Russian law enforcement authorities will inspect popular rapper Morgenshtern’s criticism toward the country’s annual commemorations of the Soviet victory in World War II for possible legal violations, they said Tuesday.
“I don’t understand this Victory Day at all. Millions are spent on these celebrations from year to year,” Morgenshtern, 23, said in a YouTube interview with journalist Ksenia Sobchak published Monday. “There’s probably simply nothing else to be proud of.”
A Russian veterans’ organization said Tuesday it had asked authorities to determine whether the comments violate Russian law.
Morgenshtern “conducts openly destructive activities, praises immoral values among young people; he’s an irresponsible person to both his and the younger generation,” it said.
Morgenshtern later apologized for offending veterans, saying on his Instagram page “I don’t formulate my thoughts properly.”
But Russia’s Investigative Committee, which probes major crimes, said Tuesday that it had “instructed Moscow’s head of the main investigative department, A.A. Strizhov, to organize an inspection in connection with the veteran organization’s appeal.”
“The procedural check will establish whether Morgenshtern’s statements violated current legislation,” the Investigative Committee said in a statement.
The Kremlin called Morgenshtern “ignorant but not spiteful,” urging the rapper and other “such young people” to “ask their grandparents or some other still living veterans about why Victory Day is so important.”
Sobchak took to social media to defend Morgenshtern, stressing that he “said that he personally doesn’t understand such a celebration. Doesn’t understand! Do you understand? Why are millions spent on this? Why such a scale?”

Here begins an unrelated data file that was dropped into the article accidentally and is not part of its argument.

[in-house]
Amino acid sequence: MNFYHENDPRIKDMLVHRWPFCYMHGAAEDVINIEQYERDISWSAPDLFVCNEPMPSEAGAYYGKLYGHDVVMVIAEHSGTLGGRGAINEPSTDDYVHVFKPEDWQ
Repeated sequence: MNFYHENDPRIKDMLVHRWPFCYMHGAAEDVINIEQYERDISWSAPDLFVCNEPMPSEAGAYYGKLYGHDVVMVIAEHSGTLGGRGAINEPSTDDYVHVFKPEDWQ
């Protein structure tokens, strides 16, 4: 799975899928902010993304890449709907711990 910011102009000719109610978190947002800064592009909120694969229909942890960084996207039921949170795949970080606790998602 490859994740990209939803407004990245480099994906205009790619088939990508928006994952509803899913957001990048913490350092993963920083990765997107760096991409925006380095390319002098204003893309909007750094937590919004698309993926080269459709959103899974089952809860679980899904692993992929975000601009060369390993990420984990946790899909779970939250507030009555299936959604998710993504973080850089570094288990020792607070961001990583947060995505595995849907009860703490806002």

“He is a representative of a different generation, which cannot emotionally grasp what happened 76 years ago,” Sobchak wrote on her Telegram channel.
Morgenshtern, Russia’s “enfant terrible,” has drawn the ire of conservative activists throughout his career and has recently found himself in legal crosshairs.
A court fined the rapper in June over what it deemed to be “drug propaganda” in his songs. Last week, a Moscow court also fined popular YouTuber Yury Dud for “drug propaganda” in his interview with Morgenshtern.
The controversy around Morgenshtern’s comments comes amid Russia’s wider push to assert its narrative of World War II and of the Soviet victory against Nazi Germany, which is a revered national holiday in Russia.
In March, President Vladimir Putin signed a law banning insults against World War II veterans, an offense now punishable by up to five years in jail.